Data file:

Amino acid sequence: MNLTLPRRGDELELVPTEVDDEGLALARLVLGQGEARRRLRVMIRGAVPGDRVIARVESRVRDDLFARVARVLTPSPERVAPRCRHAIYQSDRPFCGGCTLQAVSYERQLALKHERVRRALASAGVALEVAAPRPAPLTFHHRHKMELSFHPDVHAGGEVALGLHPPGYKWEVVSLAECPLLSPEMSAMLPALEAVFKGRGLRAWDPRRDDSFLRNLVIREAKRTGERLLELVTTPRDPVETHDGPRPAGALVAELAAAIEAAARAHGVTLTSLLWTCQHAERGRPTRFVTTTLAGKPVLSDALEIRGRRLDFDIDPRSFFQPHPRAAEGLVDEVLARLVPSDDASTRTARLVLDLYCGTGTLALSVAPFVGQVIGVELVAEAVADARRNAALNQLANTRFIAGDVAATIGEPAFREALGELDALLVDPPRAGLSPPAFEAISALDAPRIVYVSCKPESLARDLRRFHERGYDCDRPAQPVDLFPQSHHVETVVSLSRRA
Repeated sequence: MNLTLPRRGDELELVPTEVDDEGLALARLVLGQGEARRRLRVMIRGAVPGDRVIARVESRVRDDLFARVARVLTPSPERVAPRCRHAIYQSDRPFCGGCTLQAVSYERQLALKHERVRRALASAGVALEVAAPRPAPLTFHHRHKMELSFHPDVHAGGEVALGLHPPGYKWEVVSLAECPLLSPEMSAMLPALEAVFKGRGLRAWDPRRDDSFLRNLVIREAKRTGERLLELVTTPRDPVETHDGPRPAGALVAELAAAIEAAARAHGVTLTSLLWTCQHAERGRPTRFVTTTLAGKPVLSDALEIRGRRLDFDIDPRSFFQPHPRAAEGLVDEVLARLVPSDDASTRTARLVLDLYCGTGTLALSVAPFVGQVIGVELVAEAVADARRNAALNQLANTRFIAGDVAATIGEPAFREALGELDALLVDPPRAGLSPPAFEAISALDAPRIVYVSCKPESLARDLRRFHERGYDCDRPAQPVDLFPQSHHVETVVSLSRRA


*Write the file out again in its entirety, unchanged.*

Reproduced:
Amino acid sequence: MNLTLPRRGDELELVPTEVDDEGLALARLVLGQGEARRRLRVMIRGAVPGDRVIARVESRVRDDLFARVARVLTPSPERVAPRCRHAIYQSDRPFCGGCTLQAVSYERQLALKHERVRRALASAGVALEVAAPRPAPLTFHHRHKMELSFHPDVHAGGEVALGLHPPGYKWEVVSLAECPLLSPEMSAMLPALEAVFKGRGLRAWDPRRDDSFLRNLVIREAKRTGERLLELVTTPRDPVETHDGPRPAGALVAELAAAIEAAARAHGVTLTSLLWTCQHAERGRPTRFVTTTLAGKPVLSDALEIRGRRLDFDIDPRSFFQPHPRAAEGLVDEVLARLVPSDDASTRTARLVLDLYCGTGTLALSVAPFVGQVIGVELVAEAVADARRNAALNQLANTRFIAGDVAATIGEPAFREALGELDALLVDPPRAGLSPPAFEAISALDAPRIVYVSCKPESLARDLRRFHERGYDCDRPAQPVDLFPQSHHVETVVSLSRRA
Repeated sequence: MNLTLPRRGDELELVPTEVDDEGLALARLVLGQGEARRRLRVMIRGAVPGDRVIARVESRVRDDLFARVARVLTPSPERVAPRCRHAIYQSDRPFCGGCTLQAVSYERQLALKHERVRRALASAGVALEVAAPRPAPLTFHHRHKMELSFHPDVHAGGEVALGLHPPGYKWEVVSLAECPLLSPEMSAMLPALEAVFKGRGLRAWDPRRDDSFLRNLVIREAKRTGERLLELVTTPRDPVETHDGPRPAGALVAELAAAIEAAARAHGVTLTSLLWTCQHAERGRPTRFVTTTLAGKPVLSDALEIRGRRLDFDIDPRSFFQPHPRAAEGLVDEVLARLVPSDDASTRTARLVLDLYCGTGTLALSVAPFVGQVIGVELVAEAVADARRNAALNQLANTRFIAGDVAATIGEPAFREALGELDALLVDPPRAGLSPPAFEAISALDAPRIVYVSCKPESLARDLRRFHERGYDCDRPAQPVDLFPQSHHVETVVSLSRRA